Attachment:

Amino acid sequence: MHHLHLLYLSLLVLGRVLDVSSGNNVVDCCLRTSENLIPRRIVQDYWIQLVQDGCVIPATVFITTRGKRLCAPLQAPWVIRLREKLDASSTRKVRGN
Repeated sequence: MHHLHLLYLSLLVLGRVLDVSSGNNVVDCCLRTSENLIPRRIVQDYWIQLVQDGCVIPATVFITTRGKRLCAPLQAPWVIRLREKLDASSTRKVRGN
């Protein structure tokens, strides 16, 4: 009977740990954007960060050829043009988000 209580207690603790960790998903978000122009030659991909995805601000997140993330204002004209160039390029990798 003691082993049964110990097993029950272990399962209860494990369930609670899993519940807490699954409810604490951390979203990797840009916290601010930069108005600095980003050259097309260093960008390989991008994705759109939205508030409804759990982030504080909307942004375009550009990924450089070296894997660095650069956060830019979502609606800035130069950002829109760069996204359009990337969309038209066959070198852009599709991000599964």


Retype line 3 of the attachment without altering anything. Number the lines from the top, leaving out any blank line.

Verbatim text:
């Protein structure tokens, strides 16, 4: 009977740990954007960060050829043009988000 209580207690603790960790998903978000122009030659991909995805601000997140993330204002004209160039390029990798 003691082993049964110990097993029950272990399962209860494990369930609670899993519940807490699954409810604490951390979203990797840009916290601010930069108005600095980003050259097309260093960008390989991008994705759109939205508030409804759990982030504080909307942004375009550009990924450089070296894997660095650069956060830019979502609606800035130069950002829109760069996204359009990337969309038209066959070198852009599709991000599964």